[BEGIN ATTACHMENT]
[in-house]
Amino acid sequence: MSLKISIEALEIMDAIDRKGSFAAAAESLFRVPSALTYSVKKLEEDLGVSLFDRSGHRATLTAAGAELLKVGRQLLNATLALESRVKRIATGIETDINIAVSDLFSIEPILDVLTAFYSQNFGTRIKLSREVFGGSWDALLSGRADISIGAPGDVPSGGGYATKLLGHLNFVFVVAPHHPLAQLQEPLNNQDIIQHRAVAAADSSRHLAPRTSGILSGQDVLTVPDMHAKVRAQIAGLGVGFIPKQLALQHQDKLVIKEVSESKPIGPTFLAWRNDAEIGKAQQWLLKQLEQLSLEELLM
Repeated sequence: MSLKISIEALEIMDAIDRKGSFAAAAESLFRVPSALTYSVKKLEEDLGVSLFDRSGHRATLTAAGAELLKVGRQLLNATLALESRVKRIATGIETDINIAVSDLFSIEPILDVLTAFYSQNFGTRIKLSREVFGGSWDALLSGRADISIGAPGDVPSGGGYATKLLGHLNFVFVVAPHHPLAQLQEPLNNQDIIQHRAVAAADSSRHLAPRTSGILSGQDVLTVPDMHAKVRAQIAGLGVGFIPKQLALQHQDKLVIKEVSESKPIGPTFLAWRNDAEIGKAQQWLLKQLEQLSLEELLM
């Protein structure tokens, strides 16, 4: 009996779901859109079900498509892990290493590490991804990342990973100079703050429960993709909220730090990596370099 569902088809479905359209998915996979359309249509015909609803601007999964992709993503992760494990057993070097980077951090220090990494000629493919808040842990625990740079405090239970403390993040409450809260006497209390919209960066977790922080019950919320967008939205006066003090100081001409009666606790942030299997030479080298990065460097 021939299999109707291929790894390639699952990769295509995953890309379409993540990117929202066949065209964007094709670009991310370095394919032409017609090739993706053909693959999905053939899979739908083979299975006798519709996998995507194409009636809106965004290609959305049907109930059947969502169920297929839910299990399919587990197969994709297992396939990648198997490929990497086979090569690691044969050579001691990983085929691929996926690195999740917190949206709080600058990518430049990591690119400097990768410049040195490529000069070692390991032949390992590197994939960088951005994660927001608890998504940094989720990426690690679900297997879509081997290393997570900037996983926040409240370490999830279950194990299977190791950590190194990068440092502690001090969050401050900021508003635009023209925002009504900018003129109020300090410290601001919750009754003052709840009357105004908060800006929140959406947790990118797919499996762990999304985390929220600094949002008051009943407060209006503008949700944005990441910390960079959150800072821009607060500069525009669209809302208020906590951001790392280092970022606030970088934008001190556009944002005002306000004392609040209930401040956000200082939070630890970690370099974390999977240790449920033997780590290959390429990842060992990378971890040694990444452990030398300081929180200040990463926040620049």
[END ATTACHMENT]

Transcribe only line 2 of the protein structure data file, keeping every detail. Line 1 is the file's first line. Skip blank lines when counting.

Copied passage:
Amino acid sequence: MSLKISIEALEIMDAIDRKGSFAAAAESLFRVPSALTYSVKKLEEDLGVSLFDRSGHRATLTAAGAELLKVGRQLLNATLALESRVKRIATGIETDINIAVSDLFSIEPILDVLTAFYSQNFGTRIKLSREVFGGSWDALLSGRADISIGAPGDVPSGGGYATKLLGHLNFVFVVAPHHPLAQLQEPLNNQDIIQHRAVAAADSSRHLAPRTSGILSGQDVLTVPDMHAKVRAQIAGLGVGFIPKQLALQHQDKLVIKEVSESKPIGPTFLAWRNDAEIGKAQQWLLKQLEQLSLEELLM